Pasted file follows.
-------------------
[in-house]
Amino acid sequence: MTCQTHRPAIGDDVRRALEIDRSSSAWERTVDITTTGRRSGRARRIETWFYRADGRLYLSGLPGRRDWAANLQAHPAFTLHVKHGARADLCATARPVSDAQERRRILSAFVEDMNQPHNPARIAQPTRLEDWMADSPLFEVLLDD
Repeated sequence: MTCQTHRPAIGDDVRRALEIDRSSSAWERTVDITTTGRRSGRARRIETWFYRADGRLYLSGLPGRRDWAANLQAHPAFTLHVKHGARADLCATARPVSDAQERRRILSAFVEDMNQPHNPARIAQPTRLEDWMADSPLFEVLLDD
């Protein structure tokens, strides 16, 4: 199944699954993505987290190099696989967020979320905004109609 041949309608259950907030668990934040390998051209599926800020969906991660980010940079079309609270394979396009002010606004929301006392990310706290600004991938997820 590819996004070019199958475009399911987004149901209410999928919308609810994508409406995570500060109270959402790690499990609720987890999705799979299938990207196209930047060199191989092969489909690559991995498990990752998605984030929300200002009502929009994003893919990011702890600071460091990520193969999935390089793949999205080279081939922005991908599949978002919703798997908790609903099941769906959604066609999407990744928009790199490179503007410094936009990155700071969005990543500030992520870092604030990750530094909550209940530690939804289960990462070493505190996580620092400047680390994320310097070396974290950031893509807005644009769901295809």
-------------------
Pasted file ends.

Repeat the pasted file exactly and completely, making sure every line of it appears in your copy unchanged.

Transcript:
[in-house]
Amino acid sequence: MTCQTHRPAIGDDVRRALEIDRSSSAWERTVDITTTGRRSGRARRIETWFYRADGRLYLSGLPGRRDWAANLQAHPAFTLHVKHGARADLCATARPVSDAQERRRILSAFVEDMNQPHNPARIAQPTRLEDWMADSPLFEVLLDD
Repeated sequence: MTCQTHRPAIGDDVRRALEIDRSSSAWERTVDITTTGRRSGRARRIETWFYRADGRLYLSGLPGRRDWAANLQAHPAFTLHVKHGARADLCATARPVSDAQERRRILSAFVEDMNQPHNPARIAQPTRLEDWMADSPLFEVLLDD
């Protein structure tokens, strides 16, 4: 199944699954993505987290190099696989967020979320905004109609 041949309608259950907030668990934040390998051209599926800020969906991660980010940079079309609270394979396009002010606004929301006392990310706290600004991938997820 590819996004070019199958475009399911987004149901209410999928919308609810994508409406995570500060109270959402790690499990609720987890999705799979299938990207196209930047060199191989092969489909690559991995498990990752998605984030929300200002009502929009994003893919990011702890600071460091990520193969999935390089793949999205080279081939922005991908599949978002919703798997908790609903099941769906959604066609999407990744928009790199490179503007410094936009990155700071969005990543500030992520870092604030990750530094909550209940530690939804289960990462070493505190996580620092400047680390994320310097070396974290950031893509807005644009769901295809």